No one ever accused Harold “Heshy” Jacob of holding back. A dominant figure on Grand Street for more than 30 years, he has strong opinions and is not afraid to express them loud enough for everyone to hear. Calling him the “architect of the privatization of some 4700 units in Co-Op Village,” Yori Yanover of the Grand Street News once wrote, Jacob (East River & Hillman general manager) is “often more general than manager.”
Over the years, Jacob has been a central figure in the bitter battles over the future of the Seward Park Urban Renewal Area (SPURA). Last week, I sat down with him for a wide-ranging conversation about SPURA, his opposition to affordable housing on the five remaining development sites in the shadow of the Williamsburg Bridge and his thoughts on what should be done with the parcels. Before, during and after the interview, Jacob emphasized he was only speaking for himself — not for any of the cooperatives or for the United Jewish Council of the East Side, where he’s board chairman.
For the past year or so, a diverse group of community activists, working within Community Board 3, has been trying to come up with a broadly supported plan for the SPURA site. Jacob is not part of that process. In fact, he believes it is “an exercise in futility.” But in the near future, Jacob said, he intends to meet with elected officials to discuss an alternative proposal focused on commercial development, rather than housing.
As regular readers of The Lo-Down know, we have been conducting a series of interviews with key people on the LES about SPURA. Among them: Damaris Reyes of GOLES, Michael Zisser from University Settlement and Michael Tumminia, president of the Seward Park Co-op. The idea is to provide a forum for neighborhood leaders to fully express their views on a subject that has divided the Lower East Side for 43 years.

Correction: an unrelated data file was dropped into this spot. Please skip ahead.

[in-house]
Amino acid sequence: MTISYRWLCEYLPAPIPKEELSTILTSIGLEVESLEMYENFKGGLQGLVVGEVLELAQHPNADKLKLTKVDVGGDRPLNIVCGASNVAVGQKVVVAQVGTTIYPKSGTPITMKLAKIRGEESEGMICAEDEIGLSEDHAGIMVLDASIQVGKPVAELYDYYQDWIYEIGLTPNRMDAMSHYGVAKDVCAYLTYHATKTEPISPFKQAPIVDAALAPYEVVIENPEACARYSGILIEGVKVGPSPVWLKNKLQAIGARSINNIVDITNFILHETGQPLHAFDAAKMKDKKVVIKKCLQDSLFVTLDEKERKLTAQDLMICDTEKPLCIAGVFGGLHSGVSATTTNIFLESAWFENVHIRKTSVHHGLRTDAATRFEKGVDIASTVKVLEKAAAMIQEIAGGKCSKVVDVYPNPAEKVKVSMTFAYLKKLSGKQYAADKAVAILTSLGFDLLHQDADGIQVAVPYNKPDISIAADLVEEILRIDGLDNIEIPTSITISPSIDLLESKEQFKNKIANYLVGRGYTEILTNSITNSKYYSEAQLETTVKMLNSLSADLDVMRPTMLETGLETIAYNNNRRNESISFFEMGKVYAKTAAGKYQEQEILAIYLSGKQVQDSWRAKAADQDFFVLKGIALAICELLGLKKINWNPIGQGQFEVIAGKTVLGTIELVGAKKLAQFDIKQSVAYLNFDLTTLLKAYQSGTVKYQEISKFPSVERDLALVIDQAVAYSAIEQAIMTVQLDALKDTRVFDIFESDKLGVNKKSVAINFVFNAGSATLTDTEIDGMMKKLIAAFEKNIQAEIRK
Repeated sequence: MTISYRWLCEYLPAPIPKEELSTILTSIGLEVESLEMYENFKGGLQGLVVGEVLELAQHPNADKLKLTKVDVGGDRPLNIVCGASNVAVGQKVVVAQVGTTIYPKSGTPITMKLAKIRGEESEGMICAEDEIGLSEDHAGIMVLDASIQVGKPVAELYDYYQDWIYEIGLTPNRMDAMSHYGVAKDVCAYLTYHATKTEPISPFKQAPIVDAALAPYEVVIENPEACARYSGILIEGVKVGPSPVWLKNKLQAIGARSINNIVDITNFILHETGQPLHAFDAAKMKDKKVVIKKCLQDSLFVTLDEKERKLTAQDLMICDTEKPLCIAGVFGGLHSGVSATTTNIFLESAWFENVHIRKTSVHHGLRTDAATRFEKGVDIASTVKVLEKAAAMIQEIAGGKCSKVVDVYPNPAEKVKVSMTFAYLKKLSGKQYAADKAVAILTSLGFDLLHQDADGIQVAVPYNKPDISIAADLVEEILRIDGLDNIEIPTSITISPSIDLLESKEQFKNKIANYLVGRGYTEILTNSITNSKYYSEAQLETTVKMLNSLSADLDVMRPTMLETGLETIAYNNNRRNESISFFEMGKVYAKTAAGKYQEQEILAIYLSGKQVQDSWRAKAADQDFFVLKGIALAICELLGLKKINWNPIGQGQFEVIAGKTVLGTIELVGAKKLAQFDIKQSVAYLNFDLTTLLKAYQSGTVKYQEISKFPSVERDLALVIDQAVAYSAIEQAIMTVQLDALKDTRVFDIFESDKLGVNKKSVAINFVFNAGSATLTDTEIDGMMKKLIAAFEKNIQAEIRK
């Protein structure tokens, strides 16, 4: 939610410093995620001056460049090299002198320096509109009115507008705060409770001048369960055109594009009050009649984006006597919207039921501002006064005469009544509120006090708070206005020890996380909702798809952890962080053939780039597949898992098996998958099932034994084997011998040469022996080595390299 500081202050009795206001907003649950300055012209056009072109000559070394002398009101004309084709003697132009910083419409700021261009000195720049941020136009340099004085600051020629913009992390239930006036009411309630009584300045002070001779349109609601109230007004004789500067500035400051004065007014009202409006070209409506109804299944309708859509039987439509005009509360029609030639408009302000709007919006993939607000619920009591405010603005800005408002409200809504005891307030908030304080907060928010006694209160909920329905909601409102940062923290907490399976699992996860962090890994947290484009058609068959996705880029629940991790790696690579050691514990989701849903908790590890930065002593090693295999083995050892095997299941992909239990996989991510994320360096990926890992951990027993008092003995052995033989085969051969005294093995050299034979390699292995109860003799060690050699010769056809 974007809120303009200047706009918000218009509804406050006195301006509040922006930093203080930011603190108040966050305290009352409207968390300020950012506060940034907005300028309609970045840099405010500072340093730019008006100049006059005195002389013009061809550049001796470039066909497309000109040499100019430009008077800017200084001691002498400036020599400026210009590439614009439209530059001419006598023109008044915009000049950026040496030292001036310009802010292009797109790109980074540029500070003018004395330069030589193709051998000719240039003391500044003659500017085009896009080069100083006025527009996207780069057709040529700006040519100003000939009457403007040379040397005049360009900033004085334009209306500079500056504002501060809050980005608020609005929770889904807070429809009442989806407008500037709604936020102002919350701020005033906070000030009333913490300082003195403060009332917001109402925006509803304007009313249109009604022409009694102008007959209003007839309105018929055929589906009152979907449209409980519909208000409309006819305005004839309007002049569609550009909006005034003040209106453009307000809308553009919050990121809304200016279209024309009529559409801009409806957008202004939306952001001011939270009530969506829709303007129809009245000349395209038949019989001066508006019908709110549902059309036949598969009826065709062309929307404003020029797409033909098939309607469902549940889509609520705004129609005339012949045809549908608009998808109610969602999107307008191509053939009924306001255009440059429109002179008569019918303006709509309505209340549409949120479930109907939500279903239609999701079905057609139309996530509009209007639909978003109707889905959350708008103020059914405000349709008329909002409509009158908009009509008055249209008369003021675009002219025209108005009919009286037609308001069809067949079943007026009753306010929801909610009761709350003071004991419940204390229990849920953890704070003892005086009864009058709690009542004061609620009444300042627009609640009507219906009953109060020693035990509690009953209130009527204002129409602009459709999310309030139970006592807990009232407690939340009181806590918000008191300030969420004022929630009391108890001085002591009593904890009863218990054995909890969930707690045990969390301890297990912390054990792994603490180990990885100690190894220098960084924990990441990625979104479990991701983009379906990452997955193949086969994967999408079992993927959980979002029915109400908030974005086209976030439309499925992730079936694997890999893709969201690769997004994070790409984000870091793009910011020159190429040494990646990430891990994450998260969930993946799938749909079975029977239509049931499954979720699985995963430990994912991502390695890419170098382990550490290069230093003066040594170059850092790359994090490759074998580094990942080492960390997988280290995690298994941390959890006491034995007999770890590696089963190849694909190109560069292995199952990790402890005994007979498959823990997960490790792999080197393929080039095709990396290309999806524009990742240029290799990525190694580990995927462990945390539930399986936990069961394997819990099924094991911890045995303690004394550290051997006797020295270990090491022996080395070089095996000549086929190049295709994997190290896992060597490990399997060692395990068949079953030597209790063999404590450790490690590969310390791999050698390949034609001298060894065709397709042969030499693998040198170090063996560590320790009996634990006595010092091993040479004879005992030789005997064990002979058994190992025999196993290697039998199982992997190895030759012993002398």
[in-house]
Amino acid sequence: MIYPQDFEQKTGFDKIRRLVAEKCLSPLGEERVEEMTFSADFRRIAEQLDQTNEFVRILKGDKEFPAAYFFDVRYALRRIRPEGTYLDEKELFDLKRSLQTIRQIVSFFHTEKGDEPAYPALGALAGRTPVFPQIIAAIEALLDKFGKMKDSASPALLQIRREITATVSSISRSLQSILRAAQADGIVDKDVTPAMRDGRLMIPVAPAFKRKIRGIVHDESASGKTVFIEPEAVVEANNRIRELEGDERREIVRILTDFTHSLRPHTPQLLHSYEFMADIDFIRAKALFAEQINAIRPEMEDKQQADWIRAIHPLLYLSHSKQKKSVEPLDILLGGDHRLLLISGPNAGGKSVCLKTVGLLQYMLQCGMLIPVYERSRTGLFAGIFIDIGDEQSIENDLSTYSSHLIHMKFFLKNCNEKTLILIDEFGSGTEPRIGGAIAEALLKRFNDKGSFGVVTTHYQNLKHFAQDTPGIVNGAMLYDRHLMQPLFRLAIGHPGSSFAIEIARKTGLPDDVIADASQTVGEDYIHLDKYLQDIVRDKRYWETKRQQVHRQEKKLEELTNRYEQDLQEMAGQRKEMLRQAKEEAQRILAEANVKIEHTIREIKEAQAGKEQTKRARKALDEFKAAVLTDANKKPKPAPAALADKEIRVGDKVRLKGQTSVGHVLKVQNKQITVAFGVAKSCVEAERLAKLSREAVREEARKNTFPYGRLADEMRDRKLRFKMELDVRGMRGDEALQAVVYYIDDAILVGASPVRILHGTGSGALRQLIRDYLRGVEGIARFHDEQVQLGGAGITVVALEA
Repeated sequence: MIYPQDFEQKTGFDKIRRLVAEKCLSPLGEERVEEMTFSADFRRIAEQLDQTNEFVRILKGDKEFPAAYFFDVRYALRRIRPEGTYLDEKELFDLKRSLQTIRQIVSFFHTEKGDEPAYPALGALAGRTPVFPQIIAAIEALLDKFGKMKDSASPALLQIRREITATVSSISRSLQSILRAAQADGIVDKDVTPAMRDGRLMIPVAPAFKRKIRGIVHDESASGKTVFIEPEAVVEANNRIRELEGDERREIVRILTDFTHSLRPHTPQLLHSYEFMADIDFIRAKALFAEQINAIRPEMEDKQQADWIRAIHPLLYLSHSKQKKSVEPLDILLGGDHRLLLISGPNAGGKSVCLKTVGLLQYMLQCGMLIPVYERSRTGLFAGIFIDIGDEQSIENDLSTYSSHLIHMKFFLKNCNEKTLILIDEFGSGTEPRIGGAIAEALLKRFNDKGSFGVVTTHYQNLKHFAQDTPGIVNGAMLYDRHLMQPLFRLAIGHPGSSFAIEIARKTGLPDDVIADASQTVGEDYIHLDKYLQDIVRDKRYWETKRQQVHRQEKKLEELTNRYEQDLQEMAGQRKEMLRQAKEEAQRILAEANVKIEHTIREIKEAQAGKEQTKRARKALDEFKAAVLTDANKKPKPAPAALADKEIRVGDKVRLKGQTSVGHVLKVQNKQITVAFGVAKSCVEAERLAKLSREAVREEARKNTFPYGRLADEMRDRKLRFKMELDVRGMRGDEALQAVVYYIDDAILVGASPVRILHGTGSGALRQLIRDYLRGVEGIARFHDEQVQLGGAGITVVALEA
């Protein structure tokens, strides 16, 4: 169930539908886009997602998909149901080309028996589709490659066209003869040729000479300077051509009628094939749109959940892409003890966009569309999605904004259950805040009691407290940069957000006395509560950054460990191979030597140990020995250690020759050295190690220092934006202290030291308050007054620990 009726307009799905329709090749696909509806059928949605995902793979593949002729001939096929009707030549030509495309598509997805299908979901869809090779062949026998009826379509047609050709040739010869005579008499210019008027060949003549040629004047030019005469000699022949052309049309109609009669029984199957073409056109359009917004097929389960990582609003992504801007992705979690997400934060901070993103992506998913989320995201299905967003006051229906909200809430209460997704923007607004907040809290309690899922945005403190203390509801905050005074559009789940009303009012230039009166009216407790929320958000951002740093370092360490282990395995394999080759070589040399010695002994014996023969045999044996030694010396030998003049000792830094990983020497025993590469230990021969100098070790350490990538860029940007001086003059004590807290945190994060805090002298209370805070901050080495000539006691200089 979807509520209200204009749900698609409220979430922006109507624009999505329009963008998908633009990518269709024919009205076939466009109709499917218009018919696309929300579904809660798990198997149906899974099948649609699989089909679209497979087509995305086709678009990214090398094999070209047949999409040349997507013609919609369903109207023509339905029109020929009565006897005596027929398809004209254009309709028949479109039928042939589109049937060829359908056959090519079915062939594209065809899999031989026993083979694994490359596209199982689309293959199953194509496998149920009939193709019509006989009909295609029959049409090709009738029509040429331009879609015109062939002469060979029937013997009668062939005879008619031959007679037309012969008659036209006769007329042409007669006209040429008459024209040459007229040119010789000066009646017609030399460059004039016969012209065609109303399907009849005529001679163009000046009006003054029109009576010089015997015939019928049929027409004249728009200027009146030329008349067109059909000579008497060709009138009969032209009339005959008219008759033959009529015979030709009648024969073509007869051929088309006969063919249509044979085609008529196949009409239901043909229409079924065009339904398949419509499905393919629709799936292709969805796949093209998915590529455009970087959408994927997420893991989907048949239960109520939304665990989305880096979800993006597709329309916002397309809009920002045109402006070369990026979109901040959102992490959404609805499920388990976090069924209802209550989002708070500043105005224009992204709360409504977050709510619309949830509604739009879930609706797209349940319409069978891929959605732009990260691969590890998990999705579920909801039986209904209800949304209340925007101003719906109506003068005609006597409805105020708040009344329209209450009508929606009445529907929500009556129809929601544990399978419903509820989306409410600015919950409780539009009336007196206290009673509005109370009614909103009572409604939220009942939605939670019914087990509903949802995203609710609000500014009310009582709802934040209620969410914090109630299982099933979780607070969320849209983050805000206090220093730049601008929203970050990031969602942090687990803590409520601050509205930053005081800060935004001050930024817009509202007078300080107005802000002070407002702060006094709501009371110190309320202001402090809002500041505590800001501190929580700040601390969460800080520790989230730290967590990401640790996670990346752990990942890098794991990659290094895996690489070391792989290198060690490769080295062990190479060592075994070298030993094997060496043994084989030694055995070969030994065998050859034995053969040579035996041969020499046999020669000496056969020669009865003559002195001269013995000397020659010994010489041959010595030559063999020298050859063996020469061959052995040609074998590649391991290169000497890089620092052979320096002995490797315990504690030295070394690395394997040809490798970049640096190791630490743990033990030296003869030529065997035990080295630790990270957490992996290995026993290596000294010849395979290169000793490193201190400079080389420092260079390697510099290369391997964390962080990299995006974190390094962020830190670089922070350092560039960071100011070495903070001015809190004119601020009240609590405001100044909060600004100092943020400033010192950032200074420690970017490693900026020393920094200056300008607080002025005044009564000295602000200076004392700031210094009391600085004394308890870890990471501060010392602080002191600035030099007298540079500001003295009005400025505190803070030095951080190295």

Heshy Jacob’s family has a 100 year history in the neighborhood. The building his grandparents lived in near Ridge and Grand streets was still standing until a few years ago. Born on 5th Street & Avenue D, he later moved to Grand Street and never wanted to live anywhere else. “I have chosen to live here and I could have lived someplace else,” he told me. “I like to live here. It’s an integrated community. I have chosen to bring up my children in a neighborhood that has all kinds of people living here. That’s the real world.”
Jacob has seen many changes on Grand Street. In the 30s, labor unions began to build the cooperatives, sweeping away tenement buildings Governor Alfred E. Smith called “unfit for human habitation.” The area just beyond the co-ops (the Seward park Urban Renewal Area) was bulldozed to make room for new construction in 1967. Four low-income housing projects went up on part of SPURA. But all these years, those five remaining parcels (the largest development site south of 96th Street) have eluded redevelopment. I asked Jacob why he believes it’s been so difficult to build on those lots:
They haven’t remained undeveloped. The city came in and knocked down the property. 1300 units have been rebuilt on the property, all low-income, okay. So to say that the property has remained undeveloped (is incorrect). Hong Ning Housing was put up. The UJC Bialystoker was put up. It’s a senior citizens building, and I’m proud to say it’s more integrated than any other development in the area. I challenge the Grand Street Guild or Hong Ning Housing to prove the integration level. About 30-40 percent of that building are Chinese, Russian, Jewish, Black and Hispanic. It’s the only building, that’s under Jewish auspices that’s a fully integrated building. Hong Ning put up a building, I would say to you that it’s 100% segregated. I would tell you that the Grand Street Guild is probably 90% segregated. Seward Park Extension is probably almost all Hispanic and Black. So the only thing that ever got built here in an integrated fashion was under the auspices of the Jewish Council.
Affordable housing advocates have long argued the city failed to live up to a promise made four decades ago to provide new homes to residents displaced. They have insisted that the former site tenants (still alive) and their families be accommodated in any new SPURA development. Based on news accounts from the era, about 1800 people lost their homes when the urban renewal area was bulldozed. But since that time, Jacob says, housing for 1244 residents has been restored. He cited the following statistics:
- Grand Street Guild (originally developed by St. Augustine’s Episcopal Church): 600 residents
- Hong Ning Senior Housing (Chinese American Planning Council): 156 residents
- Seward Park Extension (NYCHA): 360 residents
- Orenstein Building (United Jewish Council): 128 residents
Beyond the numbers, Jacob says, is the question of who has a “right” to residency on the SPURA site: